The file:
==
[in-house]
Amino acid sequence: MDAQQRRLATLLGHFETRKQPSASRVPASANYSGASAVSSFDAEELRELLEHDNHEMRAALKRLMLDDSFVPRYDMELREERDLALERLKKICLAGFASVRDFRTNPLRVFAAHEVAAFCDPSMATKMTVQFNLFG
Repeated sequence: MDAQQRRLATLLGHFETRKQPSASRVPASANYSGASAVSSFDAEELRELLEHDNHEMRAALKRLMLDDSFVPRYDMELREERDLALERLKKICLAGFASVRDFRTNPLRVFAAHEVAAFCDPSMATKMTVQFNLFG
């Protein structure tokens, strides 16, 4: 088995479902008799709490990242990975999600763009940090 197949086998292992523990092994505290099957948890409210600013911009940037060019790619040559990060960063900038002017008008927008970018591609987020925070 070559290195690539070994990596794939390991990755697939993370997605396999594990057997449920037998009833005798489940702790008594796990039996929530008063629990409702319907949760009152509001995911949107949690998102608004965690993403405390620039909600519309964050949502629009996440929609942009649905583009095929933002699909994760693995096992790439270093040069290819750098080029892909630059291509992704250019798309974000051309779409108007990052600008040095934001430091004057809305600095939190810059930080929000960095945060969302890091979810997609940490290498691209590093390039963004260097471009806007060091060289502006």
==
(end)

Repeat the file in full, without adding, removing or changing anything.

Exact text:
[in-house]
Amino acid sequence: MDAQQRRLATLLGHFETRKQPSASRVPASANYSGASAVSSFDAEELRELLEHDNHEMRAALKRLMLDDSFVPRYDMELREERDLALERLKKICLAGFASVRDFRTNPLRVFAAHEVAAFCDPSMATKMTVQFNLFG
Repeated sequence: MDAQQRRLATLLGHFETRKQPSASRVPASANYSGASAVSSFDAEELRELLEHDNHEMRAALKRLMLDDSFVPRYDMELREERDLALERLKKICLAGFASVRDFRTNPLRVFAAHEVAAFCDPSMATKMTVQFNLFG
């Protein structure tokens, strides 16, 4: 088995479902008799709490990242990975999600763009940090 197949086998292992523990092994505290099957948890409210600013911009940037060019790619040559990060960063900038002017008008927008970018591609987020925070 070559290195690539070994990596794939390991990755697939993370997605396999594990057997449920037998009833005798489940702790008594796990039996929530008063629990409702319907949760009152509001995911949107949690998102608004965690993403405390620039909600519309964050949502629009996440929609942009649905583009095929933002699909994760693995096992790439270093040069290819750098080029892909630059291509992704250019798309974000051309779409108007990052600008040095934001430091004057809305600095939190810059930080929000960095945060969302890091979810997609940490290498691209590093390039963004260097471009806007060091060289502006």